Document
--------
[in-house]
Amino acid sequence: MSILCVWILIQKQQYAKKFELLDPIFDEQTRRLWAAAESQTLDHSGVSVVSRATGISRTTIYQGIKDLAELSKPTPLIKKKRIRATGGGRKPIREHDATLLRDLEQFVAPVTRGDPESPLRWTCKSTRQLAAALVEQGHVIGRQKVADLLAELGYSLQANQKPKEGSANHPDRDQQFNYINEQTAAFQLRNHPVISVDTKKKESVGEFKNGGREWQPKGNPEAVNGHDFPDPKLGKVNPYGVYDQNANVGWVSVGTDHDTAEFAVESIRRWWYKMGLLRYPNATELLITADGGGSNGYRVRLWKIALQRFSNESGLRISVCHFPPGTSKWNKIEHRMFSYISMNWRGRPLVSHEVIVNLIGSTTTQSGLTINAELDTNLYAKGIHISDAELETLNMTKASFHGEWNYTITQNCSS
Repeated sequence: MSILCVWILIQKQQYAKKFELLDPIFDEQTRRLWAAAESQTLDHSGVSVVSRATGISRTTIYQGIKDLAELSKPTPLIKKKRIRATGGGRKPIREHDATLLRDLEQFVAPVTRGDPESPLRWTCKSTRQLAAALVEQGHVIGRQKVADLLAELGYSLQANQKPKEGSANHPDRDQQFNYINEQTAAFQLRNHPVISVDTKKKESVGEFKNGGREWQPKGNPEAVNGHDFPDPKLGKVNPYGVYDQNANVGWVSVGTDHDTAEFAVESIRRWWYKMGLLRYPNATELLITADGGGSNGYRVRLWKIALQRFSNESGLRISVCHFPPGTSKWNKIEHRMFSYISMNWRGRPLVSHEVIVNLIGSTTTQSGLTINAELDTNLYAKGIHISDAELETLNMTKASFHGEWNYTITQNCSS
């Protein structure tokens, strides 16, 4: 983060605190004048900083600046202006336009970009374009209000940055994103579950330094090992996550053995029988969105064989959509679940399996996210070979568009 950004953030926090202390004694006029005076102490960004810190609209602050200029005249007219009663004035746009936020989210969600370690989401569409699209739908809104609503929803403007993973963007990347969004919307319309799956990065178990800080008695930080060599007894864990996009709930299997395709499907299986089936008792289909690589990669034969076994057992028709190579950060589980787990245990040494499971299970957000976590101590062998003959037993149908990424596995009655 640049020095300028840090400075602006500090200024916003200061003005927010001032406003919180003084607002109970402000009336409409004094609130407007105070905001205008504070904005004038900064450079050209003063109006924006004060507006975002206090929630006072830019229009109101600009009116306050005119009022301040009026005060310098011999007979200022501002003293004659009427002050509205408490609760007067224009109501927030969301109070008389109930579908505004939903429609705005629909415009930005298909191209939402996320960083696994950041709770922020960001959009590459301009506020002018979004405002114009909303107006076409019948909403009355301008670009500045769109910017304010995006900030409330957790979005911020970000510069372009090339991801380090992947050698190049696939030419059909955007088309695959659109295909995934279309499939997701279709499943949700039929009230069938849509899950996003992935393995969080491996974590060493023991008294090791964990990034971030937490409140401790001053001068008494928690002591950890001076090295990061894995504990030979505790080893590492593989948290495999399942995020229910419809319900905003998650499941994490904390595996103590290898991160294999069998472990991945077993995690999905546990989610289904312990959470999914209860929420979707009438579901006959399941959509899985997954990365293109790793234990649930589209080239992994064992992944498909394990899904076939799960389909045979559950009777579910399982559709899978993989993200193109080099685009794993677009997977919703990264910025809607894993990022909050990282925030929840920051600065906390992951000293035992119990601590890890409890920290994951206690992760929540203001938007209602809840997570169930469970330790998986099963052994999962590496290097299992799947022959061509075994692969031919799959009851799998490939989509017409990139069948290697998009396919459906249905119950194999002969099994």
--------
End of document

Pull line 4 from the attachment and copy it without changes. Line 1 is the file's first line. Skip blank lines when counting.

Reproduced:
């Protein structure tokens, strides 16, 4: 983060605190004048900083600046202006336009970009374009209000940055994103579950330094090992996550053995029988969105064989959509679940399996996210070979568009 950004953030926090202390004694006029005076102490960004810190609209602050200029005249007219009663004035746009936020989210969600370690989401569409699209739908809104609503929803403007993973963007990347969004919307319309799956990065178990800080008695930080060599007894864990996009709930299997395709499907299986089936008792289909690589990669034969076994057992028709190579950060589980787990245990040494499971299970957000976590101590062998003959037993149908990424596995009655 640049020095300028840090400075602006500090200024916003200061003005927010001032406003919180003084607002109970402000009336409409004094609130407007105070905001205008504070904005004038900064450079050209003063109006924006004060507006975002206090929630006072830019229009109101600009009116306050005119009022301040009026005060310098011999007979200022501002003293004659009427002050509205408490609760007067224009109501927030969301109070008389109930579908505004939903429609705005629909415009930005298909191209939402996320960083696994950041709770922020960001959009590459301009506020002018979004405002114009909303107006076409019948909403009355301008670009500045769109910017304010995006900030409330957790979005911020970000510069372009090339991801380090992947050698190049696939030419059909955007088309695959659109295909995934279309499939997701279709499943949700039929009230069938849509899950996003992935393995969080491996974590060493023991008294090791964990990034971030937490409140401790001053001068008494928690002591950890001076090295990061894995504990030979505790080893590492593989948290495999399942995020229910419809319900905003998650499941994490904390595996103590290898991160294999069998472990991945077993995690999905546990989610289904312990959470999914209860929420979707009438579901006959399941959509899985997954990365293109790793234990649930589209080239992994064992992944498909394990899904076939799960389909045979559950009777579910399982559709899978993989993200193109080099685009794993677009997977919703990264910025809607894993990022909050990282925030929840920051600065906390992951000293035992119990601590890890409890920290994951206690992760929540203001938007209602809840997570169930469970330790998986099963052994999962590496290097299992799947022959061509075994692969031919799959009851799998490939989509017409990139069948290697998009396919459906249905119950194999002969099994």